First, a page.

SYNERGYZER: How many regular listeners do HOT FM105 have and what is your target audience?

SYED ZULFIQAR ALI SHAH: There is no tangible way to gauge this, so we take it this way: if the population of Karachi is about 2.5 crore, and if even one percent is listening to the ten or eleven stations that operate in the city, that amounts to 250,000 people. Now, if even one percent of total radio listeners – which is about 25,000 people – is listening to HOT FM 105 at any point in time, that is a significant number for me.

As for the target audience, if you want me to say that we target SEC (socio-economic class) A or B, I’d first ask you: how do you gauge SEC A?

The majority would say a person of that socio-economic class must read the Dawn newspaper, speak English, reside in a 300-500 square-yard house, own a car, send their children to study in a private school, and so on. If we go by this description, then we would assume that they also have a lot of buying power… but that’s not necessarily the case.

Let me give you another example. When curved screen televisions were introduced to the market, I asked people who would buy these televisions, people from Karachi, Multan, or Larkana. One distributor said that the buying power of rural consumers far exceeded that of the metropolitan.

In Karachi, people are more job-oriented. It takes time for them to fulfill their desires for consumer goods. So how many people belonging to SEC A live entirely in Karachi?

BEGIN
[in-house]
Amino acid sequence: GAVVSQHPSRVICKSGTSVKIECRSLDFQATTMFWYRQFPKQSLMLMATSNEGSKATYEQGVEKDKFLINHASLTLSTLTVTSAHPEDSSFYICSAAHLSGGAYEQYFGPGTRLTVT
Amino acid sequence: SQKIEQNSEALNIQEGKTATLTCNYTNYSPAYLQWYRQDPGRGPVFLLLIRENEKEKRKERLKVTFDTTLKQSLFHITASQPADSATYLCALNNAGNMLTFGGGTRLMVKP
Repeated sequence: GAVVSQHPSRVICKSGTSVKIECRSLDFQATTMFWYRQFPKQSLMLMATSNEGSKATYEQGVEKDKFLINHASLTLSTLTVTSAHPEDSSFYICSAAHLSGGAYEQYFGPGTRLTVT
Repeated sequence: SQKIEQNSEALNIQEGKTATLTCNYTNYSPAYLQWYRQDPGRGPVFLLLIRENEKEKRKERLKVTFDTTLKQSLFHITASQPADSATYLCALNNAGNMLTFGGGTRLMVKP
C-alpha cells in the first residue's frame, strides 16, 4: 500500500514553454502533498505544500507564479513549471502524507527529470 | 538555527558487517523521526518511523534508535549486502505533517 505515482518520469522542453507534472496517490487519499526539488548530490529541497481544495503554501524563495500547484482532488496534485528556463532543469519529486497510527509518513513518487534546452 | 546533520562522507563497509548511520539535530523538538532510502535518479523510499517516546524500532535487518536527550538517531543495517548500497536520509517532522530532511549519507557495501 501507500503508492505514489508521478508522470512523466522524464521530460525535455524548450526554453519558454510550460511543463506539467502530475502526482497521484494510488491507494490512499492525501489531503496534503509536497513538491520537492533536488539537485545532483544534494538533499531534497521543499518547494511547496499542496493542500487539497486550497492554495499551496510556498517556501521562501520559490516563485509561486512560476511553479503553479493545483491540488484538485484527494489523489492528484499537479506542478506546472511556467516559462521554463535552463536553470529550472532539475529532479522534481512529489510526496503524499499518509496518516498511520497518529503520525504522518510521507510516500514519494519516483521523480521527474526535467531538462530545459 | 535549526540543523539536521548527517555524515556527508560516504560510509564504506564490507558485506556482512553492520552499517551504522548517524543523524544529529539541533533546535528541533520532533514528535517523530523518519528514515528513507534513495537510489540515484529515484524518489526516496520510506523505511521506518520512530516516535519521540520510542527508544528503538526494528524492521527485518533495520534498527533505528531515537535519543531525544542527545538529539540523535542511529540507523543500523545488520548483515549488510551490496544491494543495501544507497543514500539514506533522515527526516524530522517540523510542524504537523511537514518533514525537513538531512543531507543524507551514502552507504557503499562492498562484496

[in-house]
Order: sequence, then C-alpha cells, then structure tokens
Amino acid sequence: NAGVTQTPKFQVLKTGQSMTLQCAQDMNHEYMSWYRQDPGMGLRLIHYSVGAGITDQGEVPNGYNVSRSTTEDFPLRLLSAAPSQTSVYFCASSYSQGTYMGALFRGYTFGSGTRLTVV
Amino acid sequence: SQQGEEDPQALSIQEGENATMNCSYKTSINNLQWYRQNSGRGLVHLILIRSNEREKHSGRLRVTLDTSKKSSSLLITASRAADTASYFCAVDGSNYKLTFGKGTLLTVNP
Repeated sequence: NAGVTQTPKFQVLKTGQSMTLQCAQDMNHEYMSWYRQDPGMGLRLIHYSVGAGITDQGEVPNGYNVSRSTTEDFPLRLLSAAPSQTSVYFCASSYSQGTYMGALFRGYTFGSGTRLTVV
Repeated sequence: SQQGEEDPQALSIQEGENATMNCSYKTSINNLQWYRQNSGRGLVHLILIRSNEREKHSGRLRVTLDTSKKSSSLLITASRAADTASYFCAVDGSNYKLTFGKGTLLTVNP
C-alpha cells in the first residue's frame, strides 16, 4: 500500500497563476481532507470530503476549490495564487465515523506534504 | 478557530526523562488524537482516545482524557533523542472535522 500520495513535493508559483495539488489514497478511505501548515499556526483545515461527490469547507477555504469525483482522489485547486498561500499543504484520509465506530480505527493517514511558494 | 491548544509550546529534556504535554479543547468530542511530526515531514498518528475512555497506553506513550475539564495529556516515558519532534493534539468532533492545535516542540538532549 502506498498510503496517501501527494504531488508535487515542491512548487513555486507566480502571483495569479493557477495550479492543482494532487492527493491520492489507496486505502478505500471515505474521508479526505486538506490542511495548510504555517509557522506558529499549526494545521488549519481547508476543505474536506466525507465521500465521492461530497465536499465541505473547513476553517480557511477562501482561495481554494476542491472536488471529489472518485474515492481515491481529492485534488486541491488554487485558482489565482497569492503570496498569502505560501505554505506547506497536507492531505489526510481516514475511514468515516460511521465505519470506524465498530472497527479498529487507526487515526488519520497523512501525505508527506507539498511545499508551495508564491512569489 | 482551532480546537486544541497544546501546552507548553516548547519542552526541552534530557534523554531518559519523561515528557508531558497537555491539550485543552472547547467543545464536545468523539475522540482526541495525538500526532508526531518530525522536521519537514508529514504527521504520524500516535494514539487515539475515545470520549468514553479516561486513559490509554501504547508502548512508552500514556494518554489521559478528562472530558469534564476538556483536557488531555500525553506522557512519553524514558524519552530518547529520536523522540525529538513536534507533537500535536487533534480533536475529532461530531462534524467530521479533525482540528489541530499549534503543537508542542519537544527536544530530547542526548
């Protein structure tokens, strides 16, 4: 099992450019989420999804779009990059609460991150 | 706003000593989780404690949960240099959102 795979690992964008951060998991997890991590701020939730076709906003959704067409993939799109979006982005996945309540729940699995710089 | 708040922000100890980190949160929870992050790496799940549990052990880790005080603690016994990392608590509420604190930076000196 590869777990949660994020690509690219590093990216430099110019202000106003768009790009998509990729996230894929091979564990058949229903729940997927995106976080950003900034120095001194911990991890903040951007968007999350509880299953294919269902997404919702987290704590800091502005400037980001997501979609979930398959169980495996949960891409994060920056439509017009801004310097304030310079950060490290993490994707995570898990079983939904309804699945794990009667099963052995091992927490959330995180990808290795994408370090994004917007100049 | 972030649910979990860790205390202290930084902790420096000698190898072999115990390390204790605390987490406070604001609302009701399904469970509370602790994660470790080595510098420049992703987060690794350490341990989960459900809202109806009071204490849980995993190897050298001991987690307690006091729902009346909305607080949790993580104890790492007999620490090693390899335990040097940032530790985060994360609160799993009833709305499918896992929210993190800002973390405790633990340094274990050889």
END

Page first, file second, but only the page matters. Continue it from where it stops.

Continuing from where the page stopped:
You see, it is not just Defence or Clifton that constitutes Karachi; the city is huge. We must also account for people living on the other side of the bridge. Also, speaking English is not a particularly effective criterion or predictor of wealth. People with more buying power reside in other localities of Karachi.

Our target audience, therefore, could constitute a rickshaw driver, a millionaire, a doctor, and even a CEO or chairman of a company. Ours is the only radio station where the Chief Minister of Sindh came and participated in a show, which over 200,000 people saw on Facebook.

Our target audience also differs depending on the show. There are several pharmaceutical companies and hospitals that listen to and even ask to participate in our health shows, which are very popular. We also conduct shows on brands, where the audience is different.

SYNERGYZER: In this digital era, what would you say is the potential of radio? Is it still relevant?

 SYED ZULFIQAR ALI SHAH: It is a public medium, and free for all. It is the best medium to disseminate information when it comes to disasters such as tsunamis, floods, or earthquakes, or any critical information for that matter.